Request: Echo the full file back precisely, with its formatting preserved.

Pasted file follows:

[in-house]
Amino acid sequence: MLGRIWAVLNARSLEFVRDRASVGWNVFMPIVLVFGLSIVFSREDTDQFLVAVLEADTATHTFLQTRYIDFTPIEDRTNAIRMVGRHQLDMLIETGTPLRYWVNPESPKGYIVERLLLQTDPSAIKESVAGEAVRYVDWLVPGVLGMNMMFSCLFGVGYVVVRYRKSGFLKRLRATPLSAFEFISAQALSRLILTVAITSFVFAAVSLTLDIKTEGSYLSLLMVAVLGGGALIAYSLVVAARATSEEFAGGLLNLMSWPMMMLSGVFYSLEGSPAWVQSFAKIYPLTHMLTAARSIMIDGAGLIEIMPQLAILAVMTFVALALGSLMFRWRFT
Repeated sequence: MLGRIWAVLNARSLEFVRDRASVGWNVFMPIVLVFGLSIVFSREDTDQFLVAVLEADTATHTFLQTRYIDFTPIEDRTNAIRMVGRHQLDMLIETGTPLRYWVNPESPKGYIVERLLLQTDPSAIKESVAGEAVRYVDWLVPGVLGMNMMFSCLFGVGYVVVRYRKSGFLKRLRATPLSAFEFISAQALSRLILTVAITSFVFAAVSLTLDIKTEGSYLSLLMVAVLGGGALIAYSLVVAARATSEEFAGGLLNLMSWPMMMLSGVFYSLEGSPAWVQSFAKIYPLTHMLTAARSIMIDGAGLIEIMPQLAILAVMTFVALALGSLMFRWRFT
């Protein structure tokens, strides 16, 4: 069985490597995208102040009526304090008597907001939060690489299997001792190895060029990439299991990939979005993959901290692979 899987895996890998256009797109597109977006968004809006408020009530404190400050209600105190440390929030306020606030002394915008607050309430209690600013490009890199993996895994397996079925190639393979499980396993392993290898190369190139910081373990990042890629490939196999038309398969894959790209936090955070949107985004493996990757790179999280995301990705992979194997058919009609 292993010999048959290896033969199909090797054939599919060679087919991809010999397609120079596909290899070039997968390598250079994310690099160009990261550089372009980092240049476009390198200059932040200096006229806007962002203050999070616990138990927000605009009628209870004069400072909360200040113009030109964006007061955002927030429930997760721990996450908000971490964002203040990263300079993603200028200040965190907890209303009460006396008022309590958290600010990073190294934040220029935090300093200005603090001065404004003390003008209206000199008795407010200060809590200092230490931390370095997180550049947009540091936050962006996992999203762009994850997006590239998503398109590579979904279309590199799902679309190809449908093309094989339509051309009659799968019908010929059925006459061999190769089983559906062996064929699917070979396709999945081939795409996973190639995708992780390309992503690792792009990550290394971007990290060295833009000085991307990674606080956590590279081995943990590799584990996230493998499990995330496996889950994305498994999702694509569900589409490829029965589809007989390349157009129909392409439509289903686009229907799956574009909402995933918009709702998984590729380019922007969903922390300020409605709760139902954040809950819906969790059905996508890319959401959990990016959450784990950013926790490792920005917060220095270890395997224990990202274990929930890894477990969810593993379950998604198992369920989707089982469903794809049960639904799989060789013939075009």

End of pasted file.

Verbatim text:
[in-house]
Amino acid sequence: MLGRIWAVLNARSLEFVRDRASVGWNVFMPIVLVFGLSIVFSREDTDQFLVAVLEADTATHTFLQTRYIDFTPIEDRTNAIRMVGRHQLDMLIETGTPLRYWVNPESPKGYIVERLLLQTDPSAIKESVAGEAVRYVDWLVPGVLGMNMMFSCLFGVGYVVVRYRKSGFLKRLRATPLSAFEFISAQALSRLILTVAITSFVFAAVSLTLDIKTEGSYLSLLMVAVLGGGALIAYSLVVAARATSEEFAGGLLNLMSWPMMMLSGVFYSLEGSPAWVQSFAKIYPLTHMLTAARSIMIDGAGLIEIMPQLAILAVMTFVALALGSLMFRWRFT
Repeated sequence: MLGRIWAVLNARSLEFVRDRASVGWNVFMPIVLVFGLSIVFSREDTDQFLVAVLEADTATHTFLQTRYIDFTPIEDRTNAIRMVGRHQLDMLIETGTPLRYWVNPESPKGYIVERLLLQTDPSAIKESVAGEAVRYVDWLVPGVLGMNMMFSCLFGVGYVVVRYRKSGFLKRLRATPLSAFEFISAQALSRLILTVAITSFVFAAVSLTLDIKTEGSYLSLLMVAVLGGGALIAYSLVVAARATSEEFAGGLLNLMSWPMMMLSGVFYSLEGSPAWVQSFAKIYPLTHMLTAARSIMIDGAGLIEIMPQLAILAVMTFVALALGSLMFRWRFT
């Protein structure tokens, strides 16, 4: 069985490597995208102040009526304090008597907001939060690489299997001792190895060029990439299991990939979005993959901290692979 899987895996890998256009797109597109977006968004809006408020009530404190400050209600105190440390929030306020606030002394915008607050309430209690600013490009890199993996895994397996079925190639393979499980396993392993290898190369190139910081373990990042890629490939196999038309398969894959790209936090955070949107985004493996990757790179999280995301990705992979194997058919009609 292993010999048959290896033969199909090797054939599919060679087919991809010999397609120079596909290899070039997968390598250079994310690099160009990261550089372009980092240049476009390198200059932040200096006229806007962002203050999070616990138990927000605009009628209870004069400072909360200040113009030109964006007061955002927030429930997760721990996450908000971490964002203040990263300079993603200028200040965190907890209303009460006396008022309590958290600010990073190294934040220029935090300093200005603090001065404004003390003008209206000199008795407010200060809590200092230490931390370095997180550049947009540091936050962006996992999203762009994850997006590239998503398109590579979904279309590199799902679309190809449908093309094989339509051309009659799968019908010929059925006459061999190769089983559906062996064929699917070979396709999945081939795409996973190639995708992780390309992503690792792009990550290394971007990290060295833009000085991307990674606080956590590279081995943990590799584990996230493998499990995330496996889950994305498994999702694509569900589409490829029965589809007989390349157009129909392409439509289903686009229907799956574009909402995933918009709702998984590729380019922007969903922390300020409605709760139902954040809950819906969790059905996508890319959401959990990016959450784990950013926790490792920005917060220095270890395997224990990202274990929930890894477990969810593993379950998604198992369920989707089982469903794809049960639904799989060789013939075009």